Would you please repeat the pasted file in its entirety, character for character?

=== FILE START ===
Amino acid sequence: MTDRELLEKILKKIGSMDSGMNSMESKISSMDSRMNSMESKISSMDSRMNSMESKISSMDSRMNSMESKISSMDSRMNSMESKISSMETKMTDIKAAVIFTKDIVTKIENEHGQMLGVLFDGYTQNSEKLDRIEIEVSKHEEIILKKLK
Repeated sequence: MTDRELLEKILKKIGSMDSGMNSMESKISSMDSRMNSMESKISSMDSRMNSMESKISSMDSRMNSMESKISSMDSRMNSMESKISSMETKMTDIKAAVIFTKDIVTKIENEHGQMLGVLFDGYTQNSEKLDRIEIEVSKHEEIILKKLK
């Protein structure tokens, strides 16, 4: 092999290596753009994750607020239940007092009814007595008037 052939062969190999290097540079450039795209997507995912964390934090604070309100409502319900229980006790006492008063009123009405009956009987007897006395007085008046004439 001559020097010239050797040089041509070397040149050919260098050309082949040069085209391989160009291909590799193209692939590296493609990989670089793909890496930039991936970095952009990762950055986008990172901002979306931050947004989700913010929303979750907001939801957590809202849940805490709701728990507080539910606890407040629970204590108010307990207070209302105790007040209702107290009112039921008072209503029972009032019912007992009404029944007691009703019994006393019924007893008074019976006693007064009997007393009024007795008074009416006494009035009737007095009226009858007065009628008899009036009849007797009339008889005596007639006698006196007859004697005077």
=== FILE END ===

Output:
Amino acid sequence: MTDRELLEKILKKIGSMDSGMNSMESKISSMDSRMNSMESKISSMDSRMNSMESKISSMDSRMNSMESKISSMDSRMNSMESKISSMETKMTDIKAAVIFTKDIVTKIENEHGQMLGVLFDGYTQNSEKLDRIEIEVSKHEEIILKKLK
Repeated sequence: MTDRELLEKILKKIGSMDSGMNSMESKISSMDSRMNSMESKISSMDSRMNSMESKISSMDSRMNSMESKISSMDSRMNSMESKISSMETKMTDIKAAVIFTKDIVTKIENEHGQMLGVLFDGYTQNSEKLDRIEIEVSKHEEIILKKLK
């Protein structure tokens, strides 16, 4: 092999290596753009994750607020239940007092009814007595008037 052939062969190999290097540079450039795209997507995912964390934090604070309100409502319900229980006790006492008063009123009405009956009987007897006395007085008046004439 001559020097010239050797040089041509070397040149050919260098050309082949040069085209391989160009291909590799193209692939590296493609990989670089793909890496930039991936970095952009990762950055986008990172901002979306931050947004989700913010929303979750907001939801957590809202849940805490709701728990507080539910606890407040629970204590108010307990207070209302105790007040209702107290009112039921008072209503029972009032019912007992009404029944007691009703019994006393019924007893008074019976006693007064009997007393009024007795008074009416006494009035009737007095009226009858007065009628008899009036009849007797009339008889005596007639006698006196007859004697005077």